---
title: "A Short Intro to `norMmix`"
output:
html_document:
fig_caption: yes
theme: cerulean
toc: yes
toc_depth: 2
vignette: >
%\VignetteIndexEntry{A_Short_Intro_to_norMmix}
%\VignetteEngine{knitr::rmarkdown}
%\VignetteEncoding{UTF-8}
---
```{r, include = FALSE}
knitr::opts_chunk$set(
collapse = TRUE,
comment = "#>",
message = FALSE,
warning = FALSE,
error = FALSE,
tidy = FALSE,
cache = FALSE
)
```
```{r setup}
library(norMmix)
set.seed(2020)
```
```{r dev-and-compile, echo = FALSE, eval = FALSE}
devtools::load_all()
rmarkdown::render("~/R/Pkgs/norMmix/vignettes/A_Short_Intro_to_norMmix.Rmd")
```
## Ultra quick start
This section is for those who want a quick whiff of what the package can do.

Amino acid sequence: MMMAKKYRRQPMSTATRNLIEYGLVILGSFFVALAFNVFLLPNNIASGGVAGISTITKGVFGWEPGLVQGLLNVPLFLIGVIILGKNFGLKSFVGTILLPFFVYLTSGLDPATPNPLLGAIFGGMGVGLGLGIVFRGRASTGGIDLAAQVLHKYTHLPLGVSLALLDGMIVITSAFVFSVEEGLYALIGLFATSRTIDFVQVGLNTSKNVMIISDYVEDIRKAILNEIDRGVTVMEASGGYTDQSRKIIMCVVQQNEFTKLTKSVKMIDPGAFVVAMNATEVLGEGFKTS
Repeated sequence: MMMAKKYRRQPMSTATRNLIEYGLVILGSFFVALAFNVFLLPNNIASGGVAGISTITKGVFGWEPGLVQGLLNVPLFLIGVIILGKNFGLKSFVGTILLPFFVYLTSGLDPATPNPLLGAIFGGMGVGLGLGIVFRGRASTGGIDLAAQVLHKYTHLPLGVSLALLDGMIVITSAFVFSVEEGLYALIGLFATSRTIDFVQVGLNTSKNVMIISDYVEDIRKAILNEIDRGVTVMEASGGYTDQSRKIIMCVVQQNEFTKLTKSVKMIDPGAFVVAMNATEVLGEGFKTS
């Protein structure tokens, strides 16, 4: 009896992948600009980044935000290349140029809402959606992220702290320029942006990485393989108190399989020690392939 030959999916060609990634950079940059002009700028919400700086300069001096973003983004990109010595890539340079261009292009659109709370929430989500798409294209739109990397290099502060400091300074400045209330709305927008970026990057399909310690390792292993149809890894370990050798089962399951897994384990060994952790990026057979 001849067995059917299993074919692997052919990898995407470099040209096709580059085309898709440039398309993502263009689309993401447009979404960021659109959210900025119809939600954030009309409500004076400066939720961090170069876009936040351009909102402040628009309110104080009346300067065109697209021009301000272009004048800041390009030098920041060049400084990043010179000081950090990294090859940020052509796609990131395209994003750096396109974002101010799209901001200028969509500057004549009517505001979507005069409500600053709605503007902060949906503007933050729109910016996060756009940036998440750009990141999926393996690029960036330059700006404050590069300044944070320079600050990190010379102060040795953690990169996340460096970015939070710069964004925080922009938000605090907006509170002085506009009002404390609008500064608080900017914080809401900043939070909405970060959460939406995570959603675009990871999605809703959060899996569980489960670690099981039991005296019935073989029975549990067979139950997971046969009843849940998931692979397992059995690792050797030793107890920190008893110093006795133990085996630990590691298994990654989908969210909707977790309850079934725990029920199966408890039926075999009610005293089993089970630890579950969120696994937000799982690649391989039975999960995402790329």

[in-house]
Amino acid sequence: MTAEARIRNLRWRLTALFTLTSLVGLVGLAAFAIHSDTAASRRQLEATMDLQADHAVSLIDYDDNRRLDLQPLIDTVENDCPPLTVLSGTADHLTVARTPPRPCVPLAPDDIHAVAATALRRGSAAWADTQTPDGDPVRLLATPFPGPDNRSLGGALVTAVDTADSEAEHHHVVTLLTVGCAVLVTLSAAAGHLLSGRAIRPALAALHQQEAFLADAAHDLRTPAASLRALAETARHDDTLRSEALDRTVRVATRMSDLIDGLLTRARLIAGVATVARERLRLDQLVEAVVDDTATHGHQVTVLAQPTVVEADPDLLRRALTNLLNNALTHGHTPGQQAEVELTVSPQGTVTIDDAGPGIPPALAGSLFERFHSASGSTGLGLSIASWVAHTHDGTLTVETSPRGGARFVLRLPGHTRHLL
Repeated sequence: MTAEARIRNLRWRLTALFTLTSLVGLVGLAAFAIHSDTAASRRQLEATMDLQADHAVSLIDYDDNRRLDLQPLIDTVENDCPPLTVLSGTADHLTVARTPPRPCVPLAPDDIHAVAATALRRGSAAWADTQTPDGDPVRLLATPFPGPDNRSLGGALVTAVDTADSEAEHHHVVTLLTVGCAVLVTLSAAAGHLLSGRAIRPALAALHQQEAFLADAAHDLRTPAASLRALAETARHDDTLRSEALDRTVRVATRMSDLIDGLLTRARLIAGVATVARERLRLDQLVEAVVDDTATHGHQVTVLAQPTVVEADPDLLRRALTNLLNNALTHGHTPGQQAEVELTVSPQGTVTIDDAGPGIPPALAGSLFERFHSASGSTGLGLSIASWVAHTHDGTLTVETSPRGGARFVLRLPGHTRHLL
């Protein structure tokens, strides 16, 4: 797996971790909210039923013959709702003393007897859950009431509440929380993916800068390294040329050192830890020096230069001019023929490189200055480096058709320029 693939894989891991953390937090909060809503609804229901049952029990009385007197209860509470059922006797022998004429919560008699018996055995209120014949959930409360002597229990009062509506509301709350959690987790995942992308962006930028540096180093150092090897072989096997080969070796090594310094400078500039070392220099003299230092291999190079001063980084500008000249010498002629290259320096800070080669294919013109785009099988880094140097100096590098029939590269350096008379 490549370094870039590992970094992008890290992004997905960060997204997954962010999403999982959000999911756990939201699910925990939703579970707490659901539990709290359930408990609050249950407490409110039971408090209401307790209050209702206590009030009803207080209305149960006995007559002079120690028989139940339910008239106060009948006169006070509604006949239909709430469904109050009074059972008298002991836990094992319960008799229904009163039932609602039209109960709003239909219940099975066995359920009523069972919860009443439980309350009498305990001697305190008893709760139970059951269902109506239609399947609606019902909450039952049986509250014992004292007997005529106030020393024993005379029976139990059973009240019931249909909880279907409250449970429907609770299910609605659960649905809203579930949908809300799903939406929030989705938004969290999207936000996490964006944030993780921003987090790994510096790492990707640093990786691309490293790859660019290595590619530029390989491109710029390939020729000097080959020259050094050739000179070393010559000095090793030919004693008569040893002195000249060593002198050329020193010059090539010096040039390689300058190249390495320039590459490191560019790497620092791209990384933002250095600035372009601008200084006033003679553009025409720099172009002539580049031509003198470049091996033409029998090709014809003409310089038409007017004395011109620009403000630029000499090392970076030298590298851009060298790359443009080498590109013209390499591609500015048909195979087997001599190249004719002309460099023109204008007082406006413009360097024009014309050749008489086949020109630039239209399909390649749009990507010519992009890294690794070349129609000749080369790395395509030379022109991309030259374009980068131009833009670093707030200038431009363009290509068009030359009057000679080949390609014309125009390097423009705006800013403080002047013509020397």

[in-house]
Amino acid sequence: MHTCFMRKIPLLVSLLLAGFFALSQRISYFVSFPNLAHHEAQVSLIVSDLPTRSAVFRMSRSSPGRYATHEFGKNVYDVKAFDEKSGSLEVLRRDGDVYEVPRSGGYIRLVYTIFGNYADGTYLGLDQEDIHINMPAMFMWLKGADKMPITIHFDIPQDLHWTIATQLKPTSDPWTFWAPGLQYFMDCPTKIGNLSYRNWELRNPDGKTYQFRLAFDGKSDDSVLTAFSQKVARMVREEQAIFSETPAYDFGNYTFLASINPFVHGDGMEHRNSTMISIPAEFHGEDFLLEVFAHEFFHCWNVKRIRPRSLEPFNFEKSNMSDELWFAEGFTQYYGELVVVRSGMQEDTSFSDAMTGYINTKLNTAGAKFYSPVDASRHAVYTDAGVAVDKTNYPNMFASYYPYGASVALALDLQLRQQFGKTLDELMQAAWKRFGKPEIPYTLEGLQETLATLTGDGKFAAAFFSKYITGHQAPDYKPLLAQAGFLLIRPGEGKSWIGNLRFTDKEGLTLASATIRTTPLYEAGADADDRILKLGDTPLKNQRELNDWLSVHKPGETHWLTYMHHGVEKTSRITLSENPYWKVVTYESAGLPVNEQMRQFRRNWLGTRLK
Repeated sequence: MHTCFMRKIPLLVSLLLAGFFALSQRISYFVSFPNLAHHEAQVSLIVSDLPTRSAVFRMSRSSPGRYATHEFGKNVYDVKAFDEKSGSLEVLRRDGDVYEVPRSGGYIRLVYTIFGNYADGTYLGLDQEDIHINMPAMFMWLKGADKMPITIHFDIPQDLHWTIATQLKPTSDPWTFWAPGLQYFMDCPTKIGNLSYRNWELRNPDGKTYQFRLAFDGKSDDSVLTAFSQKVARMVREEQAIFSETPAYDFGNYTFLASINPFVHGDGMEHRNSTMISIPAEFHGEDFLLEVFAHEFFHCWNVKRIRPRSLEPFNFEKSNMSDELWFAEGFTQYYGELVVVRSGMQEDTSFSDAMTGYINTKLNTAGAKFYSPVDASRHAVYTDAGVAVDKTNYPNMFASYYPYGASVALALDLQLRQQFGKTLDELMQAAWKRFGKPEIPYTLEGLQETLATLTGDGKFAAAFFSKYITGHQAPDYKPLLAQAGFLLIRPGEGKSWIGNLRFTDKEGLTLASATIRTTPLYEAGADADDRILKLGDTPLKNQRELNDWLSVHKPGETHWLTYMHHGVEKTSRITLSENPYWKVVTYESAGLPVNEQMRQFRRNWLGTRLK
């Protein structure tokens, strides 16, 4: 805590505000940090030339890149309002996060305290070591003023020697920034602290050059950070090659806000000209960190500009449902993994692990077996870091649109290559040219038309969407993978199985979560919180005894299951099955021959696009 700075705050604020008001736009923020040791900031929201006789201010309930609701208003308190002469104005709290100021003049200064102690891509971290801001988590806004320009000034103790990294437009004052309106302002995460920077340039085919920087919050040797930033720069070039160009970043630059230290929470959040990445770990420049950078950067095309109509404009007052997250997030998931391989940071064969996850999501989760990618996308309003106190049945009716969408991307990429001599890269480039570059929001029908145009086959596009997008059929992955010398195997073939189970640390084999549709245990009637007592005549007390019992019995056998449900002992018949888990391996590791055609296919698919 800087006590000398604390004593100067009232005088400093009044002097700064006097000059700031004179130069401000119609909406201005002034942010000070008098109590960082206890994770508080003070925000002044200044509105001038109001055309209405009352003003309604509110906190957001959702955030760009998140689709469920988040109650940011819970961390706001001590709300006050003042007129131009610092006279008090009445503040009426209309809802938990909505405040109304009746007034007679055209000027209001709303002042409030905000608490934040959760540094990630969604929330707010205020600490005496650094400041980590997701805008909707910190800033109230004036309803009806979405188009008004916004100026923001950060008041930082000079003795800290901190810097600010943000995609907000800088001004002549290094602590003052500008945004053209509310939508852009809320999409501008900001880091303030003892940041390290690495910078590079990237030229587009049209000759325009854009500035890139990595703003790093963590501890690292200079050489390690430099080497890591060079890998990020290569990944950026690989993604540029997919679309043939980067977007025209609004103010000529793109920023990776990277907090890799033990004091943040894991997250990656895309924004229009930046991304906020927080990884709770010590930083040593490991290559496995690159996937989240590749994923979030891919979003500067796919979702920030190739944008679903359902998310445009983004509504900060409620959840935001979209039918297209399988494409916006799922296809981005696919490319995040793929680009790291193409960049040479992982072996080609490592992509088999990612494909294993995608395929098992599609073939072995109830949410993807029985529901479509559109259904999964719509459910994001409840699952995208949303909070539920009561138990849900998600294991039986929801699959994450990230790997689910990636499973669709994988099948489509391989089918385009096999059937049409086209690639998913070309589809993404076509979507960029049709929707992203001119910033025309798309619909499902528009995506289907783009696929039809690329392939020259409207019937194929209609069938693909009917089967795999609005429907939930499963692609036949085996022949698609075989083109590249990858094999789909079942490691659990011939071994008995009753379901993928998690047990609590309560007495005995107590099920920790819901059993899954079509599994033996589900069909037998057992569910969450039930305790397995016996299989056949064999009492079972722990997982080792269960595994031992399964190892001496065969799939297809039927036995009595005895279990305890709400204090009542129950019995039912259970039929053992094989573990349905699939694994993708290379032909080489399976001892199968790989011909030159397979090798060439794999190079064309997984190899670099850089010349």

For the proper start to this vignette, see next section.
A normal mixture model is a multivariate probability distribution constructed of normal distributions and mixture weights.
Its (probability) density and (cumulative) distribution functions (aka PDF and CDF), $f()$ and $F()$ are
\[
f({\bf x}) = \sum_{k=1}^{K} \pi_k \phi({\bf x};\mu_k, \Sigma_k), \text{ and } \\
F({\bf x}) = \sum_{k=1}^{K} \pi_k \Phi({\bf x};\mu_k, \Sigma_k),
\]
with $\pi_k \ge 0$, $\sum \pi_k = 1$, and
$\phi(\cdot; \mu_k, \Sigma_k)$ and
$\Phi(\cdot; \mu_k, \Sigma_k)$ are
the density and distribution function of a multivariate normal (aka *Gaussian*) distribution with
mean $\mu_k$ and covariance matrix $\Sigma_k$.
For details, see e.g., .
To begin, pick your favorite dataset and how many components you want to fit.
For the most general model, let `model="VVV"`.
Use `claraInit` as the default method.
run `norMmixMLE`:
```{r}
faith <- norMmixMLE(faithful, 3, model="VVV", initFUN=claraInit)
```
and inspect the results:
```{r}
plot(faith)
```